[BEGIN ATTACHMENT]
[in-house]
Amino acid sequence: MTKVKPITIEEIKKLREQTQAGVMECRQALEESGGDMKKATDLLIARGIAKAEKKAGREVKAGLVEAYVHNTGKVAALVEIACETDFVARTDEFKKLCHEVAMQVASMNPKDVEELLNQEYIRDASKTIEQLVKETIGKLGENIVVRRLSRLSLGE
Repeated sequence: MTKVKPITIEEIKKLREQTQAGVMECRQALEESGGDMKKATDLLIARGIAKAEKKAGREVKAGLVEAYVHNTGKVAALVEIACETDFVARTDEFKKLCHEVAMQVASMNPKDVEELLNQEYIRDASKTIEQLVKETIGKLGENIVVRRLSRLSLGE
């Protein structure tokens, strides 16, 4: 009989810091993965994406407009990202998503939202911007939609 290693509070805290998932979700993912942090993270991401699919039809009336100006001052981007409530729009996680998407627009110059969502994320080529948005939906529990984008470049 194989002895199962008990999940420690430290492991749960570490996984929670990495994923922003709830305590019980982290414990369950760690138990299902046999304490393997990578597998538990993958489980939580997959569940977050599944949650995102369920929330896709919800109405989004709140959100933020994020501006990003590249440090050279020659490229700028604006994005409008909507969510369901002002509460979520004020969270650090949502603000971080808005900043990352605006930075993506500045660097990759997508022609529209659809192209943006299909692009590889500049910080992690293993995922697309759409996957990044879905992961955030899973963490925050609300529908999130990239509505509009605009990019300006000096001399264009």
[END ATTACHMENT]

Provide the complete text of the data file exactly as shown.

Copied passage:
[in-house]
Amino acid sequence: MTKVKPITIEEIKKLREQTQAGVMECRQALEESGGDMKKATDLLIARGIAKAEKKAGREVKAGLVEAYVHNTGKVAALVEIACETDFVARTDEFKKLCHEVAMQVASMNPKDVEELLNQEYIRDASKTIEQLVKETIGKLGENIVVRRLSRLSLGE
Repeated sequence: MTKVKPITIEEIKKLREQTQAGVMECRQALEESGGDMKKATDLLIARGIAKAEKKAGREVKAGLVEAYVHNTGKVAALVEIACETDFVARTDEFKKLCHEVAMQVASMNPKDVEELLNQEYIRDASKTIEQLVKETIGKLGENIVVRRLSRLSLGE
């Protein structure tokens, strides 16, 4: 009989810091993965994406407009990202998503939202911007939609 290693509070805290998932979700993912942090993270991401699919039809009336100006001052981007409530729009996680998407627009110059969502994320080529948005939906529990984008470049 194989002895199962008990999940420690430290492991749960570490996984929670990495994923922003709830305590019980982290414990369950760690138990299902046999304490393997990578597998538990993958489980939580997959569940977050599944949650995102369920929330896709919800109405989004709140959100933020994020501006990003590249440090050279020659490229700028604006994005409008909507969510369901002002509460979520004020969270650090949502603000971080808005900043990352605006930075993506500045660097990759997508022609529209659809192209943006299909692009590889500049910080992690293993995922697309759409996957990044879905992961955030899973963490925050609300529908999130990239509505509009605009990019300006000096001399264009």